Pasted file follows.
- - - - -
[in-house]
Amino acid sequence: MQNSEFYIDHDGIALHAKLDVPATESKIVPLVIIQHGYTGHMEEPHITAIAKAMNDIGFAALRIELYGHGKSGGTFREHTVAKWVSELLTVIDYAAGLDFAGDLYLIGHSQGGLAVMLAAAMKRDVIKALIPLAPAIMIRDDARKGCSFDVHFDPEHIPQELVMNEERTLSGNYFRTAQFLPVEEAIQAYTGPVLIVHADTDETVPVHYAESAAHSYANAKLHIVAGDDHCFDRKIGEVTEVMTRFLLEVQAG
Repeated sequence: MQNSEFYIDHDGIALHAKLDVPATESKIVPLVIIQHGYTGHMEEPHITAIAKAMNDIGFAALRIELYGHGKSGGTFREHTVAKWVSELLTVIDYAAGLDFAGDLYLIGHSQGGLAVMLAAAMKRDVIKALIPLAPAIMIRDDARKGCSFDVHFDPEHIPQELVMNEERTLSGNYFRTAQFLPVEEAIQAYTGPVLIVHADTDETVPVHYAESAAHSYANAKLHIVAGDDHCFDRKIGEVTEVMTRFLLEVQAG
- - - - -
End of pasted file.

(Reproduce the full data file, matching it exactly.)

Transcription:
[in-house]
Amino acid sequence: MQNSEFYIDHDGIALHAKLDVPATESKIVPLVIIQHGYTGHMEEPHITAIAKAMNDIGFAALRIELYGHGKSGGTFREHTVAKWVSELLTVIDYAAGLDFAGDLYLIGHSQGGLAVMLAAAMKRDVIKALIPLAPAIMIRDDARKGCSFDVHFDPEHIPQELVMNEERTLSGNYFRTAQFLPVEEAIQAYTGPVLIVHADTDETVPVHYAESAAHSYANAKLHIVAGDDHCFDRKIGEVTEVMTRFLLEVQAG
Repeated sequence: MQNSEFYIDHDGIALHAKLDVPATESKIVPLVIIQHGYTGHMEEPHITAIAKAMNDIGFAALRIELYGHGKSGGTFREHTVAKWVSELLTVIDYAAGLDFAGDLYLIGHSQGGLAVMLAAAMKRDVIKALIPLAPAIMIRDDARKGCSFDVHFDPEHIPQELVMNEERTLSGNYFRTAQFLPVEEAIQAYTGPVLIVHADTDETVPVHYAESAAHSYANAKLHIVAGDDHCFDRKIGEVTEVMTRFLLEVQAG